North American NA-16

North American NA-16
Role Trainer
Manufacturer North American Aviation
First flight 1 April 1935
Primary user United States Army Air Corps
Developed into North American BT-9
T-6 Texan
North American P-64
CAC Wirraway

The North American Aviation NA-16 was the first trainer aircraft built by North American Aviation, Inc. and was the beginning of a line of North American trainer aircraft that would number more than 17,000 examples.


Design and development

The NA-16 was a single engine, low-wing monoplane with tandem seating in open cockpits and fixed landing gear. A Wright Whirlwind radial air-cooled engine of 400 hp powered the aircraft. While it was mostly of metal construction, the rear fuselage was fabric covered.

The NA-16 flew for the first time on 1 April 1935, and was submitted to the United States Army Air Corps for evaluation as a basic trainer. The Army accepted the trainer for production but with some significant changes. These changes included replacing the Wright engine with a Pratt & Whitney R-1340, and enclosing the cockpits as well as fairing the landing gear. The modified NA-16 was re-designated by North American as the NA-18, with production examples entering Air Corps service as the North American BT-9 (NA-19).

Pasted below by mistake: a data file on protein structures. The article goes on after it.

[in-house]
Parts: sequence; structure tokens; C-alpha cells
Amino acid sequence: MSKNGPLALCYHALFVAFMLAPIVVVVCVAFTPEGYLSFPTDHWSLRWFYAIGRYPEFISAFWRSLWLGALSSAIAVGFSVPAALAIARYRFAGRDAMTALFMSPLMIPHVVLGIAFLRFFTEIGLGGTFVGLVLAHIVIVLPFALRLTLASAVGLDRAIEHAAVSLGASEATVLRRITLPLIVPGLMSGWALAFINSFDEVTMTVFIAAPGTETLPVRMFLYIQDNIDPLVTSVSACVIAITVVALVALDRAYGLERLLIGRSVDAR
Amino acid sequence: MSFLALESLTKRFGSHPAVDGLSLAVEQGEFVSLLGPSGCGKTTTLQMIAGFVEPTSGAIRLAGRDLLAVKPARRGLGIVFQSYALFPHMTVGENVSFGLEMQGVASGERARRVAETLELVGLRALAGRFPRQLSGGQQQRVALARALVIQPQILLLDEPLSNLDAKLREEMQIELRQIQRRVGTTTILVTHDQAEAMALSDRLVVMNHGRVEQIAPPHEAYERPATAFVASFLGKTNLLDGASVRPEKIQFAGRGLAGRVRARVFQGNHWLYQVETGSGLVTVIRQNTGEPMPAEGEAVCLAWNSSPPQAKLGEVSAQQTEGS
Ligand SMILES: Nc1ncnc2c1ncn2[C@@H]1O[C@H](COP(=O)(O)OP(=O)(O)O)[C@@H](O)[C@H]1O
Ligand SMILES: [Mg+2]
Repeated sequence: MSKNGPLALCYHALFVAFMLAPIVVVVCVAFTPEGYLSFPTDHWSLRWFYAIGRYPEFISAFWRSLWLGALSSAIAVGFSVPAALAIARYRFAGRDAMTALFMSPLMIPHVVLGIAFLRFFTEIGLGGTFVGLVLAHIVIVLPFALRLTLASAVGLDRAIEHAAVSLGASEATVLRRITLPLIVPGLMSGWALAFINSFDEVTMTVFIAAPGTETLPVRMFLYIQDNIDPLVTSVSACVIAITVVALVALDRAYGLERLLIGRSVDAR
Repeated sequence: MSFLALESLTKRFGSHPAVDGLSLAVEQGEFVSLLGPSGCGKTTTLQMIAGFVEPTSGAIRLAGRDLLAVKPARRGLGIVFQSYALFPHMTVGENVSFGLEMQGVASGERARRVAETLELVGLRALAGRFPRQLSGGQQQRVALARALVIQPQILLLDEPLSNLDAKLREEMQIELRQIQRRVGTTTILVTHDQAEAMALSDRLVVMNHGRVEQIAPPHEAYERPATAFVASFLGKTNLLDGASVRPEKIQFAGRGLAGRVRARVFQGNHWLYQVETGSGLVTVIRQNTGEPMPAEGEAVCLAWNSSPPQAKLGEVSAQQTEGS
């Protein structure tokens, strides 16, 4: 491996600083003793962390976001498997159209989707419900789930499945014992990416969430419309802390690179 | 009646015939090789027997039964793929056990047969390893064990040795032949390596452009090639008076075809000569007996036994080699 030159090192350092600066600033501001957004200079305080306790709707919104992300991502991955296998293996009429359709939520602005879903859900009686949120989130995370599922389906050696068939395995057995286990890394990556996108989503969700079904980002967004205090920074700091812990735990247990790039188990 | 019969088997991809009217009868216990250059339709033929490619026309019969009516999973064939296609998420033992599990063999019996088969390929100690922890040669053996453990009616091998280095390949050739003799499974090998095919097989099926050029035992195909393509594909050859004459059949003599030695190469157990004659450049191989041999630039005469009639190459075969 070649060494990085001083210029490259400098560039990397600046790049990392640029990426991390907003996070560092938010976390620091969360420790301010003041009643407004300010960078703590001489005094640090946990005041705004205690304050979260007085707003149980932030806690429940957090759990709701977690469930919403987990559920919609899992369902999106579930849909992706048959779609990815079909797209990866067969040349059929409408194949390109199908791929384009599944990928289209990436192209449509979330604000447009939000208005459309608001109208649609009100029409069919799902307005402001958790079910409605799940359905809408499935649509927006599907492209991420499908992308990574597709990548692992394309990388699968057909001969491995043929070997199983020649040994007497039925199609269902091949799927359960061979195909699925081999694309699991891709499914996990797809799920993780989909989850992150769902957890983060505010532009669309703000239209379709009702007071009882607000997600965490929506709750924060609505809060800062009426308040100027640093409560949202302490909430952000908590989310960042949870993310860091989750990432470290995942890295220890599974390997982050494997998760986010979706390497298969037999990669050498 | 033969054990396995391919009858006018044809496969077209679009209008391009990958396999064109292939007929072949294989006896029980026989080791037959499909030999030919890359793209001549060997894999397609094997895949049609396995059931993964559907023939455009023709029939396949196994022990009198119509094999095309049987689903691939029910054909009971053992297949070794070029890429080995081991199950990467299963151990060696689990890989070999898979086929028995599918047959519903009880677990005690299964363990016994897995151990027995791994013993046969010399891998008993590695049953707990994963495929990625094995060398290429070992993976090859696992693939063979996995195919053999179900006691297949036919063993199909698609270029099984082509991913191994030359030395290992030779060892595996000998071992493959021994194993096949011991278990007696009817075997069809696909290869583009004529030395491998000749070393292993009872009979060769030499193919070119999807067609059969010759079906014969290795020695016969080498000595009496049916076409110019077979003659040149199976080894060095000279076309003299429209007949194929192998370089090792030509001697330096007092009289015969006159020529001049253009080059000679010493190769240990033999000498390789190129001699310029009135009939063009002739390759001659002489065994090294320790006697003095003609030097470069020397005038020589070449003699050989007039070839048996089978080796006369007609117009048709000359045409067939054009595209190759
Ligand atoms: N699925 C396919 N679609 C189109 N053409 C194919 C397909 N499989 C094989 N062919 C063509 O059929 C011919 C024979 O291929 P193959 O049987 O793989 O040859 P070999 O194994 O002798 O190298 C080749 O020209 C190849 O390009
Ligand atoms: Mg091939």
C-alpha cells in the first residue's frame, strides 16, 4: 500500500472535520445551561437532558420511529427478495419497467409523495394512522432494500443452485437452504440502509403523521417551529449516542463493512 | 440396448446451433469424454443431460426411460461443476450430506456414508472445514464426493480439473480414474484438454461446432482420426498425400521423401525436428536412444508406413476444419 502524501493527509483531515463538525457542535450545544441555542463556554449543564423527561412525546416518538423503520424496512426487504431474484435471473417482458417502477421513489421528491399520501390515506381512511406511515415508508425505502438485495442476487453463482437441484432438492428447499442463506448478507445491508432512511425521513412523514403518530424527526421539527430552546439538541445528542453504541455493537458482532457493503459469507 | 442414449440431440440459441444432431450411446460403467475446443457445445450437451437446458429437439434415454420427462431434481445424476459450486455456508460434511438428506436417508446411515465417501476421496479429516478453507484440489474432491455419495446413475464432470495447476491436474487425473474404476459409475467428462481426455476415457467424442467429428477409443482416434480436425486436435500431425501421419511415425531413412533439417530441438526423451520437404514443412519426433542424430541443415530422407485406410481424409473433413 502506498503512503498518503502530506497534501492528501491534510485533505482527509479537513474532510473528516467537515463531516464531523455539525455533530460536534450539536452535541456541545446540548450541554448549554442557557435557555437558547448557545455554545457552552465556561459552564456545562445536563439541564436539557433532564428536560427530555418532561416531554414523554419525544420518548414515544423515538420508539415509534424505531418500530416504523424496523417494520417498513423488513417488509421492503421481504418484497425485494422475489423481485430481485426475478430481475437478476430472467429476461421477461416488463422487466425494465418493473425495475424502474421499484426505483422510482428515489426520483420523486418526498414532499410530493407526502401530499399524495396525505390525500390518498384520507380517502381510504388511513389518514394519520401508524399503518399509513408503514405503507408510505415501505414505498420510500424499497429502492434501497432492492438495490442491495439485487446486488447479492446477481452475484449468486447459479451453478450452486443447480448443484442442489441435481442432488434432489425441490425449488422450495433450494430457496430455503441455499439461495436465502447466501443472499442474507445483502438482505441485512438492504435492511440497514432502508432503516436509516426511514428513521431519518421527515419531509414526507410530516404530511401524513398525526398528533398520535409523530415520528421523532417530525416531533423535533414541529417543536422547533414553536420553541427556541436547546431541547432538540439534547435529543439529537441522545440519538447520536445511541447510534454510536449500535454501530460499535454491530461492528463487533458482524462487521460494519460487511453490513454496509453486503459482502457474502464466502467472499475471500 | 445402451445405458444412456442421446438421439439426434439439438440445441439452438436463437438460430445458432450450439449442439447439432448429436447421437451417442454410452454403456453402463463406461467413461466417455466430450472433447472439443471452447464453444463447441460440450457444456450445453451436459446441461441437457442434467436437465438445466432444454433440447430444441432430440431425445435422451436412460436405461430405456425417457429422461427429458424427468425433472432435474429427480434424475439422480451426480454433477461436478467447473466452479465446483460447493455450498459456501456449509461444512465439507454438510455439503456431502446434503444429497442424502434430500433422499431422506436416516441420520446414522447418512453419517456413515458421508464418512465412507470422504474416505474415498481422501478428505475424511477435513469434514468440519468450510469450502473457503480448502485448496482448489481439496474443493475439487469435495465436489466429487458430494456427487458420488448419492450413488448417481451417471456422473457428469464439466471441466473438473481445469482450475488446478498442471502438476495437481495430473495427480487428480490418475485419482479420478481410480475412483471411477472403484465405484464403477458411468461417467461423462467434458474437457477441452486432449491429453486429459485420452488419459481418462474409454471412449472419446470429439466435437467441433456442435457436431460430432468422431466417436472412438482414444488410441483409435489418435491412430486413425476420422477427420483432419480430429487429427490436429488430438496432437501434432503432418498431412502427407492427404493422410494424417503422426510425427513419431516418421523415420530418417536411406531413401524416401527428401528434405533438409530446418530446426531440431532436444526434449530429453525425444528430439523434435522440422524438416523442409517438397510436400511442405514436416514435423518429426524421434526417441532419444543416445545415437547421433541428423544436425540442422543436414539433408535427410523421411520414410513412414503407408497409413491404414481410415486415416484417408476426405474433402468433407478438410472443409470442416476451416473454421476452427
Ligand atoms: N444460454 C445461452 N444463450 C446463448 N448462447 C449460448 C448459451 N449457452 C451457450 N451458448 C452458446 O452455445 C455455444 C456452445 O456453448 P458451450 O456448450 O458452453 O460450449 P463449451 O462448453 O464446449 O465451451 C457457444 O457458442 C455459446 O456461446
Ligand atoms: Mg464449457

In Australia, the Commonwealth Aircraft Corporation produced 755 units of a modified version of the NA-16 known there as the Wirraway between 1939 and 1946.

Two NA-16 trainers were supplied to the Imperial Japanese Navy Air Service for evaluation, designated KXA1 and KXA2, in 1938.

Specifications (NA-16)

General characteristics

  • Crew: 2
  • Length: 27 ft 7 in (8.41 m)
  • Wingspan: 42 ft (13 m)
  • Empty weight: 3,078 lb (1,396 kg)
  • Powerplant: 1 × Wright R-975 Whirlwind , 400 hp (300 kW)


  • Maximum speed: 170 mph (270 km/h; 150 kn)
  • Range: 700 mi (608 nmi; 1,127 km)

See also

Related development
Aircraft of comparable role, configuration and era

Related lists


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